Springtime weather has finally arrived in my part of the world, and my Ghost Cat couldn’t be happier. Now that only one little patch of backyard ice remains, my husband and I have dusted off Ghosty’s leash in order to cure her cabin fever, taking her outside for some well-supervised adventures.
The cat leash and harness allows Ghost Cat to get what she wants, but it’s still no guarantee of absolute outdoor safety, and that makes me nervous. I always worry about what could happen if one of us accidentally dropped the leash at the same time that something spooked her. I imagine her sprinting off, her leash trailing behind her. I imagine her getting hit by a car as she darts across the street, or attacked by a dog who doesn’t love her like ours do. I desperately want to keep Ghost Cat safe while she enjoys her outdoor time, and that’s why I keep a tight grip on that leash and keep her confined to our yard.
Over the past week, my husband and I have both (separately) brought Ghost Cat outside so that she can roll in the leaves and explore under the apple trees. Due to work schedules, Ghosty has had more outdoor time with my husband than with me so far this spring. While I would trust my husband with my life, I’m starting to wonder if I should trust him with Ghosty’s.
Ghost Cat has been loving all the outdoor adventures she’s been having with her dad, but his more relaxed style of cat supervision is making me a little nervous.
My husband’s been babysitting a lot lately, and his young charge loves Ghost Cat, so outdoor cat time is the perfect activity for everyone. A few days ago my husband and the kid took Ghost Cat and the dogs out to play in our (unfenced) front yard. According to my guy, all three animals seemed to be enjoying the opportunity to play in the grass (although I still don’t understand why they couldn’t do that in our fenced backyard).
At some point my husband and the kid got the idea to take the dogs for a walk, and they figured they would just clip Ghost Cat’s leash to the dogs’ tandem leash so all three animals could strut together. Let me just say for the record that if I had been home this would never have happened, because it is one of the worst ideas I’ve ever heard. Ghost Cat didn’t even make it past our front lawn.
“Once we started getting to the edge of the yard she started freaking out,” my husband recalled when he later explained this fiasco to me.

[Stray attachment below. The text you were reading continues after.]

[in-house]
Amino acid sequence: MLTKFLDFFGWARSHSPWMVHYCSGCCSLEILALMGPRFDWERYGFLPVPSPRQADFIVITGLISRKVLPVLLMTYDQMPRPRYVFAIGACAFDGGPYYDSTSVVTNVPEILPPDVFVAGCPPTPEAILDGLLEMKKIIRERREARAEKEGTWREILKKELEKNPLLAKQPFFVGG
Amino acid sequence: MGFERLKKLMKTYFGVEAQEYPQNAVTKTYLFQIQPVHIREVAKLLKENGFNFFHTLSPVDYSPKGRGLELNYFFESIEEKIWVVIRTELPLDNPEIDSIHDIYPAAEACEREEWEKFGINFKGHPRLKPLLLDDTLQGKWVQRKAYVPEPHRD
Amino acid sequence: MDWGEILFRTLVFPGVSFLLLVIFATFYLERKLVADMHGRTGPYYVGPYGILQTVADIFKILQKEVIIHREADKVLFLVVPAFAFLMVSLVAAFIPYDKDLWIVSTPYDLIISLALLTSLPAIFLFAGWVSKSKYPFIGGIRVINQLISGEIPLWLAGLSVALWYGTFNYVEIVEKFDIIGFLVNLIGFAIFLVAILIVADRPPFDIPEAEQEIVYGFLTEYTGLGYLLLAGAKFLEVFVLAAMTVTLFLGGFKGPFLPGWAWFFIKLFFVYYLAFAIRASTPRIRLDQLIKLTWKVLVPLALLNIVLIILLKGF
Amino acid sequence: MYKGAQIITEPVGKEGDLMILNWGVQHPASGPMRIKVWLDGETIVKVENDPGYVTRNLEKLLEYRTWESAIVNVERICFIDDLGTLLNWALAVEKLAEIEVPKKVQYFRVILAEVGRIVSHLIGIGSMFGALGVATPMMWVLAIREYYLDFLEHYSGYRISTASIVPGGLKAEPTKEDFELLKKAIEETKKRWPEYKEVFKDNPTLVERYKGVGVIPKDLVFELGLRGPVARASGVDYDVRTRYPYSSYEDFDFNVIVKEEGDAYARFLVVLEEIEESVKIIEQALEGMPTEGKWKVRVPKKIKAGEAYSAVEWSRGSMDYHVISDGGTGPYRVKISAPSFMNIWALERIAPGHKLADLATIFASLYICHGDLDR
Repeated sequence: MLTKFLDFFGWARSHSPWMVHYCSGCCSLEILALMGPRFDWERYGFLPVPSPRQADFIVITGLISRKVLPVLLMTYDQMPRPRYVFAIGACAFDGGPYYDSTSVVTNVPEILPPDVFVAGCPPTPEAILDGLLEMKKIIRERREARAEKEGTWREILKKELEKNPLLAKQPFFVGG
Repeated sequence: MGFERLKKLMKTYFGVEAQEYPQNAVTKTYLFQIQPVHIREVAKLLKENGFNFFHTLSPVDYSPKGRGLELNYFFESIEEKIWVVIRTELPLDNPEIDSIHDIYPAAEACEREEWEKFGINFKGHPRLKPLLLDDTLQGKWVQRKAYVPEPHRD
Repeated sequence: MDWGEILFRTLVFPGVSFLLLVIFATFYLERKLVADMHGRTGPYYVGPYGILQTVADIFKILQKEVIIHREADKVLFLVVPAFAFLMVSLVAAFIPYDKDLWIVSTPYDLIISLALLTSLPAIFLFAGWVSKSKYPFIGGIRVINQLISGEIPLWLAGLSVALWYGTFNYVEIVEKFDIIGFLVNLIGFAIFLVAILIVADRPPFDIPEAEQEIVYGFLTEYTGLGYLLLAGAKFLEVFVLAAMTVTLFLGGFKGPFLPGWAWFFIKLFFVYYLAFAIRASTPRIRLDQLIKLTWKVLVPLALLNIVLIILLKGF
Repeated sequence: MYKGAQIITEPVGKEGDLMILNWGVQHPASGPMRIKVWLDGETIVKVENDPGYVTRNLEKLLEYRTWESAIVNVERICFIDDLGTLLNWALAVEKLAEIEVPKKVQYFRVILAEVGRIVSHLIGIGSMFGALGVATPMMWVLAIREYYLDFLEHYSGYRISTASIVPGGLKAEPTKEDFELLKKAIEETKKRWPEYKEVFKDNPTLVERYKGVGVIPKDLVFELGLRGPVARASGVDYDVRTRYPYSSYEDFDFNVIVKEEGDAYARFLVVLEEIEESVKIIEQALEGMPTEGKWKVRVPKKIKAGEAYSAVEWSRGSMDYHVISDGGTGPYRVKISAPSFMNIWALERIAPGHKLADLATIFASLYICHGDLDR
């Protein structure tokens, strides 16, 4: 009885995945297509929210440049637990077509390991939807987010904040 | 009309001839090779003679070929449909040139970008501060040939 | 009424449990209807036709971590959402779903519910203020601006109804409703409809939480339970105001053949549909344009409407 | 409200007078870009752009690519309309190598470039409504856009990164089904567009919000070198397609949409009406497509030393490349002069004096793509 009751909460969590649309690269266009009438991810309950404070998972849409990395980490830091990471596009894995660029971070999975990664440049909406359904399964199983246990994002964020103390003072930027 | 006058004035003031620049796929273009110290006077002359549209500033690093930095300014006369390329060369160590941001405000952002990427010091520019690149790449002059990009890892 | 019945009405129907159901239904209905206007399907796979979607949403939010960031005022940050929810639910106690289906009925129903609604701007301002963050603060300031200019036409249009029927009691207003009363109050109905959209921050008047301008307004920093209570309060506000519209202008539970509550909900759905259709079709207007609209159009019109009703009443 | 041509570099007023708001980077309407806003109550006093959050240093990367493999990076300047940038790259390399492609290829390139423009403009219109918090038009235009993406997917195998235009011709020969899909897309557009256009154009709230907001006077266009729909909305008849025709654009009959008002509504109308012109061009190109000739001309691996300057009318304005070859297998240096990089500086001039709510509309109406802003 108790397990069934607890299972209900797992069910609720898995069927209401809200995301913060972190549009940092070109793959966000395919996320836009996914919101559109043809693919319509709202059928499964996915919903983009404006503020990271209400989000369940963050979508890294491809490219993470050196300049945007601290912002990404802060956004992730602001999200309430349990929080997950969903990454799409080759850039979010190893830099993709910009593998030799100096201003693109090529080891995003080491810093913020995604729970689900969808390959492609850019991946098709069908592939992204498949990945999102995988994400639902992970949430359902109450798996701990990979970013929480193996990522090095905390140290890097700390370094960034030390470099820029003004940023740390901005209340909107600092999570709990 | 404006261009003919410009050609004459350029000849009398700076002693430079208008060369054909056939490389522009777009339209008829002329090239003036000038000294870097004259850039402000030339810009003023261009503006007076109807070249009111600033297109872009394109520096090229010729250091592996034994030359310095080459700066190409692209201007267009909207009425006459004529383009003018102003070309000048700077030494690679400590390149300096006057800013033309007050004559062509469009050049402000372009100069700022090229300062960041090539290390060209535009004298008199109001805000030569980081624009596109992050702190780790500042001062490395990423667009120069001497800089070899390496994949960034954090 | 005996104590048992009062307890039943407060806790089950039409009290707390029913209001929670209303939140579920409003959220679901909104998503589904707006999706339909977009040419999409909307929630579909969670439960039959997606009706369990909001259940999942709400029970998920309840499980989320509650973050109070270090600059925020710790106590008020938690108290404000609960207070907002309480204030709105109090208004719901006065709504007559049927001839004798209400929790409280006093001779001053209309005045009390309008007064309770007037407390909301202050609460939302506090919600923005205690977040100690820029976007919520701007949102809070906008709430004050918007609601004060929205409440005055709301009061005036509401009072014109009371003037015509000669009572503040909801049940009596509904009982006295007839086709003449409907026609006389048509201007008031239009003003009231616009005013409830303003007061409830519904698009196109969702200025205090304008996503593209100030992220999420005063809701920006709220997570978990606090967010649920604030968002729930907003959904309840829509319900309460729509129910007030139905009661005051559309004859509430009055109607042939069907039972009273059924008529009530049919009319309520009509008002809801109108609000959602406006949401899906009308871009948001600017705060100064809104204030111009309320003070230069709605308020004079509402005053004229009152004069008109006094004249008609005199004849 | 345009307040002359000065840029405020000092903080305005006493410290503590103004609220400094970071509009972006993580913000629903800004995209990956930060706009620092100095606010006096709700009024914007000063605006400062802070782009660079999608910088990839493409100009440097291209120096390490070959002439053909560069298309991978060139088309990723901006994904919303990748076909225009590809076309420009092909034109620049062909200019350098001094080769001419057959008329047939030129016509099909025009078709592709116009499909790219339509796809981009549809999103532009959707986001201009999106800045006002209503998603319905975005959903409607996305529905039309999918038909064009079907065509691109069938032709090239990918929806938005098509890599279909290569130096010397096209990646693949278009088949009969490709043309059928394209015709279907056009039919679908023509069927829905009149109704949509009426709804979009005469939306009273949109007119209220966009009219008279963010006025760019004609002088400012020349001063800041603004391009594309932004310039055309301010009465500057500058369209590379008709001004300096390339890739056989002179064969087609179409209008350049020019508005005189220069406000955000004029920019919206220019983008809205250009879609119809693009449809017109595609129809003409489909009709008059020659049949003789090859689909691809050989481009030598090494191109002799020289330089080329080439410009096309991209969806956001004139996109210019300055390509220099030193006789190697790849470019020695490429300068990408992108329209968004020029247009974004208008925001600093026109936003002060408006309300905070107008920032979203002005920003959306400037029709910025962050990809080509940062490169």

Poor Ghosty. As if leaving the lawn wasn’t scary enough, our big Lab mix, GhostBuster, started dragging her toward our next door neighbor’s yard so that he could pee on a landscaping rock. GhostBuster pulled poor Ghosty right towards a street signpost that sits in the middle of our two yards.
“It was like a cartoon,” my husband said. “Ghost Cat finally stopped just before the post.”
Thankfully, my husband clued in that this interspecies walk was a bad idea, so he put Ghosty back in our house before continuing on his way with the dogs and the kid. She may have missed the walk, but Ghost Cat’s outdoor adventures weren’t over yet. My husband and his young friend took Ghost Cat for more adventures in the following days. I saw pictures of their escapades after the fact, and I must say Ghost Cat looked absolutely adorable in the handmade cloth harness we bought her last summer. Unfortunately, this harness it is not a safe as it looks, because according to my husband, Ghost Cat has learned how to escape it.
“She just Houdinied right out of her harness, in like one movement,” my husband explained, adding that a neighbor had spooked her. “I’ve never seen her move so fast, and then she just ran back to the house.”
Hearing about these adventures secondhand makes me way more nervous about Ghosty going outside. I’ve decided we need some ground rules to ensure Ghost Cat is as safe as can be when enjoying her time outside. First off, she’s got a new harness. It’s not as cute, but she can’t wiggle out of it at the first sign of trouble. Secondly, I think the backyard is the best place for her adventures — the front yard just has too many distractions. My third rule is so simple I almost shouldn’t have to make it, but I did anyway: Ghost Cat is not to be the third animal wheel on dog walks. I cannot imagine how that would have ever gone smoothly.
Now that I’ve laid down some rules, I feel a little better about Ghosty going outside when I’m not home, but it still makes me nervous. Sometimes I wish Ghost Cat were more like our younger cat Specter, who loves to hang out in the sunroom but doesn’t really care for the actual outdoors. I can wish all I want, but Ghost Cat will likely never lose her lust for the outside. She loves fresh air and dirt and grass so much, and that’s why I just can’t deny her some outdoor time — even if it makes me super nervous.
Read more on indoor/outdoor cats:
- Is It EVER Okay to Let a Cat Go Outdoors?
- Should You Let Your Cat Roam Free Outdoors?
- 7 Tips for Making Your Outdoor Cat an Indoor Cat
- It’s 11 p.m. Do You Know Where Your Indoor-Outdoor CatIs?
- Why I Let My Cat Go Outside
- Is My Cat an Outdoor Cat? I Think Not!
- Do You Give Your Indoor Cats Supervised Time Outdoors?
About the author: Heather Marcoux is a freelance writer in Alberta, Canada. Her beloved Ghost Cat was once her only animal, but Specter the kitten, GhostBuster the Lab and her newest dog, Marshmallow, make her fur family complete. Heather is also a wife, a bad cook and a former TV journalist. Some of her friends have hidden her feed because of an excess of cat pictures. If you don’t mind cat pictures, you can follow her on Twitter; she also posts pet GIFs on Google +